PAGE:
An Analysis of Market Demand for Web Programming Languages ​​– TechCrunch

Editor’s note: Marc Gayle is a Rails developer and founder of 5KMVP, where he builds minimum viable products for just $5,000. Follow him on Twitter.

A few months ago I had the idea that one way to get leads for freelance gigs remotely was to browse Craigslist. So, after doing the manual labor of “crawling” at least 100 job postings by hand, I wrote a Ruby script to do the heavy lifting and filtering for me.

Once I started browsing through the data, some interesting things started jumping out at me. Even though I don’t actually live in the Valley (I live in Jamaica), I consume a lot of news, blogs and articles from the Valley. Suffice it to say that I am affected by the “Echo Chamber of the Valley”. A side effect of this is an obsession with Ruby and Ruby on Rails as my development stack and a general expectation that the rest of the world will have woken up to its beauty and elegance.

Alas, to my surprise, this is not the case.

Before diving into the data, let me explain exactly what this script does. Throughout Craigslist, there are two URL subpaths that tend to have the majority of freelance web development gigs: /cpg/ and /web/. So the script creates a list of all the cities on Craigslist (because CL doesn’t provide a clean, RESTful API that lets you easily get this information), then just appends /cpg/ and /web/ to the end of this URL. .

Then, on each link, it checks if the current link actually contains concerts published in that city. The reason is that whenever there is no concert displayed in the current city, CL displays the concerts of “nearby cities”. To avoid duplication, the script automatically checks for this and weeds out cities that don’t have uniquely posted gigs. However, that doesn’t rule out a concert that has the exact text and is shown in two different cities – because, well, I hadn’t gotten there yet.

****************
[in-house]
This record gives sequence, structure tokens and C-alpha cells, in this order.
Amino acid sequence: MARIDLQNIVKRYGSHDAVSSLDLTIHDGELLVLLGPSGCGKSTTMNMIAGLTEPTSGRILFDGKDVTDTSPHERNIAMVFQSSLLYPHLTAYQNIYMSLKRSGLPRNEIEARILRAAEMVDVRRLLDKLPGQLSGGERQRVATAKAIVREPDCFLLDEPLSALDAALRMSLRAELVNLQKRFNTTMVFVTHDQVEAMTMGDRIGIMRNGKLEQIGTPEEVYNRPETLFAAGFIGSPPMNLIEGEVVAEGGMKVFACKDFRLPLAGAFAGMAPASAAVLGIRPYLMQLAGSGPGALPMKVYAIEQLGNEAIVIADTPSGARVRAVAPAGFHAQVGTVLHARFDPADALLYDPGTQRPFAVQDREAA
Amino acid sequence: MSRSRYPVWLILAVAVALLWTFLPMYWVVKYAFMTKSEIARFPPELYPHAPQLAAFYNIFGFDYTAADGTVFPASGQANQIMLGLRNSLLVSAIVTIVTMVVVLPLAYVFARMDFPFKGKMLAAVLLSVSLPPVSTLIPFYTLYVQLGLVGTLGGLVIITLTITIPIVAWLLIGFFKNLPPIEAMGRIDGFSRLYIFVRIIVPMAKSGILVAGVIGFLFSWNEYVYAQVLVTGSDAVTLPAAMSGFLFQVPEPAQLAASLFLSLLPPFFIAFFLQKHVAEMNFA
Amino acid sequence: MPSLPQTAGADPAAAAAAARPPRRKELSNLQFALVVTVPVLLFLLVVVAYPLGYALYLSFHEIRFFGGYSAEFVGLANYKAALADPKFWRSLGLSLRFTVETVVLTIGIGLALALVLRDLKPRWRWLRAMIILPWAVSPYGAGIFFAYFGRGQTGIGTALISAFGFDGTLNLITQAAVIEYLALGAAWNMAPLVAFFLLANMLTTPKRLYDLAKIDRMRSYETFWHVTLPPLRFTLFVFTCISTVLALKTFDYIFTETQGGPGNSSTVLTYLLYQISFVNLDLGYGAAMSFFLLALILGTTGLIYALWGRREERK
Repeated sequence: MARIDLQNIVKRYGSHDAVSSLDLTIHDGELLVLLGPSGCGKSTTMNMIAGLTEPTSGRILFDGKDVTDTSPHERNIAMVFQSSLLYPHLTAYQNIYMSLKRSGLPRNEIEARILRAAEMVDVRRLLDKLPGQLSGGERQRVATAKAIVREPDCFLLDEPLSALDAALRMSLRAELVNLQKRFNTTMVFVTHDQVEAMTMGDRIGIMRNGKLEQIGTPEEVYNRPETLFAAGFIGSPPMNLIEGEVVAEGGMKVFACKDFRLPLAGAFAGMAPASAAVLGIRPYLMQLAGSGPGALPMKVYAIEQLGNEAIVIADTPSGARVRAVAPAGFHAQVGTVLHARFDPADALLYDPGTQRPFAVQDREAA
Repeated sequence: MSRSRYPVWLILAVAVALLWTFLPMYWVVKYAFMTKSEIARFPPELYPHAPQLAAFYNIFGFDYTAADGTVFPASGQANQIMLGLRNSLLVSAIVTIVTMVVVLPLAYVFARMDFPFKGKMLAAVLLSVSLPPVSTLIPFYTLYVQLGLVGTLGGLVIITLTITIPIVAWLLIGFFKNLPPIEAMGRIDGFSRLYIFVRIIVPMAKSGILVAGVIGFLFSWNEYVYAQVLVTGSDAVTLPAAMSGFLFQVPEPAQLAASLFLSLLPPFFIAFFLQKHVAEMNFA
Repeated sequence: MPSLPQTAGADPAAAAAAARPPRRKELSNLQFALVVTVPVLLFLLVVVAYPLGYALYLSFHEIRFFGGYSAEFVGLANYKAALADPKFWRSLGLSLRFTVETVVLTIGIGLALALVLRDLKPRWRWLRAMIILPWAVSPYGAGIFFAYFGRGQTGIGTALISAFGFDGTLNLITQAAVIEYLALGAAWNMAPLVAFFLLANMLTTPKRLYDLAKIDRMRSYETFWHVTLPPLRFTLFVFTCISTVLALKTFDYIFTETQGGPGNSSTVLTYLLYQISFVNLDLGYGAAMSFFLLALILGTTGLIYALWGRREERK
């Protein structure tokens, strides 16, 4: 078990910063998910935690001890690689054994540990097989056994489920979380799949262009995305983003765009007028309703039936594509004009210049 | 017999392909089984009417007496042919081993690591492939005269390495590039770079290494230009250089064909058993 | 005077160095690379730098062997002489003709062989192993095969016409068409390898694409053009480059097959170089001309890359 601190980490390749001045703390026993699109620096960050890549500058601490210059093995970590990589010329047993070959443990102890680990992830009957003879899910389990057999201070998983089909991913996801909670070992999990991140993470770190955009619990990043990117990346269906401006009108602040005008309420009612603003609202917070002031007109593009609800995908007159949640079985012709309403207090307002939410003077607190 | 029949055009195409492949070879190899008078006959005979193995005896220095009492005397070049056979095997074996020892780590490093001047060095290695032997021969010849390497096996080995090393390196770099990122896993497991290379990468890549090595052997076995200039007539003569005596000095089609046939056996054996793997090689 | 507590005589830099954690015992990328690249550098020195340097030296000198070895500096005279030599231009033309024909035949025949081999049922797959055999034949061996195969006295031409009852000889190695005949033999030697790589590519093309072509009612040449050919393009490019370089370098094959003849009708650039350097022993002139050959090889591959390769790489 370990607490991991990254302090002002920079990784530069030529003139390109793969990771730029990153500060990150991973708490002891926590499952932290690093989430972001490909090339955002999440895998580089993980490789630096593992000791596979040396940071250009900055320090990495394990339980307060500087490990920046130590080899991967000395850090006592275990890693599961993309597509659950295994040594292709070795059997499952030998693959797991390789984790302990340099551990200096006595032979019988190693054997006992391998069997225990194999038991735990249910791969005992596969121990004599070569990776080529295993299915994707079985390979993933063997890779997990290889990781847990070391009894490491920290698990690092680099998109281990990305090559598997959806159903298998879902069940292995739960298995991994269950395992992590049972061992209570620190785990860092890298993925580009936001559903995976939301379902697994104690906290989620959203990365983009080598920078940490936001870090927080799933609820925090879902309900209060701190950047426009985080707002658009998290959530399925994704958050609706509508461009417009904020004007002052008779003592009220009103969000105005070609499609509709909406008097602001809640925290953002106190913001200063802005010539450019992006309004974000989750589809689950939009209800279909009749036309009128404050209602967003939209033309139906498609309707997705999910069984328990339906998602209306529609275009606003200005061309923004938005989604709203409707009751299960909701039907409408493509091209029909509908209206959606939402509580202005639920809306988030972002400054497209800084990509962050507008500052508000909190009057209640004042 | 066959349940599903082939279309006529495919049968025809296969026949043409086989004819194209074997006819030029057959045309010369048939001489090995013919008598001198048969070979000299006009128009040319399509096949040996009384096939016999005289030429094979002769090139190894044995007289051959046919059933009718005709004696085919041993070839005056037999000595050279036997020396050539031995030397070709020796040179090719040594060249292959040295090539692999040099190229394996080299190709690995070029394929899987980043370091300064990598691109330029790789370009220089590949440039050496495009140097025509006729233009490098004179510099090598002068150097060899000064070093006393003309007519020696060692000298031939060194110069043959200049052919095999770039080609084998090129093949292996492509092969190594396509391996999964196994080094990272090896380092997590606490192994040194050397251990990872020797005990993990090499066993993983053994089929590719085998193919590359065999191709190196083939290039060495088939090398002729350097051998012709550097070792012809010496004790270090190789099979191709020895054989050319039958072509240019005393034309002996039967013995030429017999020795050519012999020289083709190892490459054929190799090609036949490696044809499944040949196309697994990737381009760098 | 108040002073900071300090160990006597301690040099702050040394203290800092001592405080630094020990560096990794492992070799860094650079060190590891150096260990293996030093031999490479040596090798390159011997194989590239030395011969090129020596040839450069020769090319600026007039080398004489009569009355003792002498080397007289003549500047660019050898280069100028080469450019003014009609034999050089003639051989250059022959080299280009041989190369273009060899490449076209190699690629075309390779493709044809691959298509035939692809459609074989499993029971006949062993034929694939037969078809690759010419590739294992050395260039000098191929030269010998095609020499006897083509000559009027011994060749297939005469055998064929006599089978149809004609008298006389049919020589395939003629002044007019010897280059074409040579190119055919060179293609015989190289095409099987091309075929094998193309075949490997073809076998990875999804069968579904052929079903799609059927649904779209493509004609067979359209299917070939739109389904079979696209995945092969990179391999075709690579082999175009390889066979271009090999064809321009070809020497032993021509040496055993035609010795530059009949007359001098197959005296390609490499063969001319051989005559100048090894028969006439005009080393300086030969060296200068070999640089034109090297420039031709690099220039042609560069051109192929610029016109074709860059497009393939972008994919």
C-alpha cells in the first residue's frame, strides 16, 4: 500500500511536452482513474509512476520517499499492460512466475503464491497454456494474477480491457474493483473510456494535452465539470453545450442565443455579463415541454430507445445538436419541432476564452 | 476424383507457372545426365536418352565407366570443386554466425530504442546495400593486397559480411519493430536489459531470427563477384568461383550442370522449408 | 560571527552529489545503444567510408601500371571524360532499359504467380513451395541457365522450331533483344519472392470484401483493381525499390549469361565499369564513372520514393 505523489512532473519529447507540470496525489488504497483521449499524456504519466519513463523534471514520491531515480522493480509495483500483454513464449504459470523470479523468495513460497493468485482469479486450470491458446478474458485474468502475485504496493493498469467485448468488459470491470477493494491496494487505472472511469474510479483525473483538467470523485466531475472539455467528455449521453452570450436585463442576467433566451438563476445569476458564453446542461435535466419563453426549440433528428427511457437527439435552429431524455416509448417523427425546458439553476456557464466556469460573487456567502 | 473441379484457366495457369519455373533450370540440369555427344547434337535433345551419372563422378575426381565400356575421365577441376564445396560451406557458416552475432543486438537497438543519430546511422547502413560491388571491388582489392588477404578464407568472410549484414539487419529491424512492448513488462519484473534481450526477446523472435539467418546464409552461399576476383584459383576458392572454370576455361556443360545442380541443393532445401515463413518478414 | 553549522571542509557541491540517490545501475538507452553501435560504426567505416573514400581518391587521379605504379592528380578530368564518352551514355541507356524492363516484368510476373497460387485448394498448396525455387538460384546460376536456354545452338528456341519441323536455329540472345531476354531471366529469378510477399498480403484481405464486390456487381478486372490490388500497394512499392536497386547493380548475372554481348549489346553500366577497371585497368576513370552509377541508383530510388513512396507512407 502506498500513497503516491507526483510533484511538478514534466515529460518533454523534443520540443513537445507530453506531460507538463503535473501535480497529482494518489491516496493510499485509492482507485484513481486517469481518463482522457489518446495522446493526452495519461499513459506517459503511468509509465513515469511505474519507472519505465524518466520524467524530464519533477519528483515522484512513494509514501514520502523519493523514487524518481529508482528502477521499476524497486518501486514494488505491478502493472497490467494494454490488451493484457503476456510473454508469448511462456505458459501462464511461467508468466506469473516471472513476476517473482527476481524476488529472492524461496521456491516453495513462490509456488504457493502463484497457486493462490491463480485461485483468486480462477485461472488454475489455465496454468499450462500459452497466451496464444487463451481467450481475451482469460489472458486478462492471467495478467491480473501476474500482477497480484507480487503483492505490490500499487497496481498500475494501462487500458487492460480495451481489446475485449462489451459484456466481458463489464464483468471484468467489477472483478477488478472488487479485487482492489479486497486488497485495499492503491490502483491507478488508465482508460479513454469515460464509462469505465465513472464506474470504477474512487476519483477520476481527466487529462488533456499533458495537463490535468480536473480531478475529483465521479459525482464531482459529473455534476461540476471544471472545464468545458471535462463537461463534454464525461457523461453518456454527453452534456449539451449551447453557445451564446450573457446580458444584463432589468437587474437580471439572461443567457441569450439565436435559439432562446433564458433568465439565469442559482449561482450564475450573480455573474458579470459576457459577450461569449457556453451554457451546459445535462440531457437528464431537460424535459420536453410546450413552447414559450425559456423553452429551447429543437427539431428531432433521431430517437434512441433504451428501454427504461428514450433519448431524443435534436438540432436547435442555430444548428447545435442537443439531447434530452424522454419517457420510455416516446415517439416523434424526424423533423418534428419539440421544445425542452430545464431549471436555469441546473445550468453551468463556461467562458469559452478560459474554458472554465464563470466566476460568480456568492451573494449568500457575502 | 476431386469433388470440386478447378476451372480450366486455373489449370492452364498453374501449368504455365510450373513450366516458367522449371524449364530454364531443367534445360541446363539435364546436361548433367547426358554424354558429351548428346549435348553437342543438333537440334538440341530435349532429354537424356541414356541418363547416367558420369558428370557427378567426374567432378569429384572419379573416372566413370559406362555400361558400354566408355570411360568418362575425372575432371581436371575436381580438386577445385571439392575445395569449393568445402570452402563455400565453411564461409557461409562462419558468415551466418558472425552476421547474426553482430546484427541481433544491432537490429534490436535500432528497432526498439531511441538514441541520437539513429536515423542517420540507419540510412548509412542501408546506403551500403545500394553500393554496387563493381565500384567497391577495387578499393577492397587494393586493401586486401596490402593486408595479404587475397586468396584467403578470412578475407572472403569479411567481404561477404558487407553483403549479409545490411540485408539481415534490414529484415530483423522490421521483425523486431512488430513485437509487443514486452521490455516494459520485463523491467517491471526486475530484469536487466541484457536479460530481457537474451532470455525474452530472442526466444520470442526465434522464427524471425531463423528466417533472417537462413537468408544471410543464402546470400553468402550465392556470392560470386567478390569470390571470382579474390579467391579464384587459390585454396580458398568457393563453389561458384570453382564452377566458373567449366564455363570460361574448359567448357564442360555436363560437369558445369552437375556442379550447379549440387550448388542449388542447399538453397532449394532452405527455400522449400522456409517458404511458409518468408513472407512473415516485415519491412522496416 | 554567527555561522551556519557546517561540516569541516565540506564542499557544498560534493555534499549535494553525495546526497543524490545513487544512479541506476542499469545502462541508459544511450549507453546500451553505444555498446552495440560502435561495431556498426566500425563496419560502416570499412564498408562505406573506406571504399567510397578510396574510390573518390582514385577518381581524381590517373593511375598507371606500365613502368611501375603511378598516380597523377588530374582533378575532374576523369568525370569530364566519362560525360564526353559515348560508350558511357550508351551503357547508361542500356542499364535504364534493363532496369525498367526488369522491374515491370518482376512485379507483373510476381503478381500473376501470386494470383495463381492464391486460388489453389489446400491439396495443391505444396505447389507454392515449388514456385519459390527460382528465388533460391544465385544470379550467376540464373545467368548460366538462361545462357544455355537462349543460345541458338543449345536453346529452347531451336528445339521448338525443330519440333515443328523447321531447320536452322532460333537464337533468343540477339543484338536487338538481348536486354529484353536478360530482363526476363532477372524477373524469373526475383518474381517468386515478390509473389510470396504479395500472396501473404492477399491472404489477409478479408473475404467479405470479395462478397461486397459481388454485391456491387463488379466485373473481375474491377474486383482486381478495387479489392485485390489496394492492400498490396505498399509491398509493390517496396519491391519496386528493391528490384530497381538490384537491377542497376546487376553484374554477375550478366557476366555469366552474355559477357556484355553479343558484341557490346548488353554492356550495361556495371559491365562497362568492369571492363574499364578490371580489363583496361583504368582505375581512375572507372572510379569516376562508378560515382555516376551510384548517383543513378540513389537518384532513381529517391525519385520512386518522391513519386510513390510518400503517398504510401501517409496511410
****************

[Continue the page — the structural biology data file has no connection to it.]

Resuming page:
Once the script has a list of valid cities with published gigs, it starts analyzing each of the links on the front page of those cities (i.e. up to 100 links in each city – CL does the pagination by the 100 links) for the keywords which I specified. The advantage of only using the last 100 links in each city is that they are the most recent. The downside is that in active cities, the last 100 links are not always a good sample of the entire population.

For the Rails results, I have the following keywords: rails, (ruby on rails), (ruby on rails 3), (rails 3), (rails 2).

For Ruby results, I have the following keywords: ruby, (ruby 1.8.7), (ruby 1.9.2), (ruby 1.9.3), ruby187, ruby192, ruby193.

Searches are case-insensitive, so any link containing Ruby, rUbY, or RUBY will be found and included. I’m trying to capture all the permutations someone would use “Rails” in a web development sense.

The downside to this basic approach is that for technologies that share similar keywords – for example Ruby on Rails (the framework) and Ruby (the language) – there will be overlap. So in this case, the Ruby results contain a ton of Rails links, i.e. Rails is essentially a subset of Ruby.

I did my best to narrow down as many obviously spammy CL messages in the results to really get to the legitimate messages.

So it’s fair to say, I think, that these results give us a relative approximation of what the indie programming gig market is actually looking for.

Without further ado, here is the data and analysis.

General statistics
  • Cities analysed: 720
  • Total gigs found: 11,992 to 12,076 (scripts were run multiple times – for accuracy – and results returned were within this range)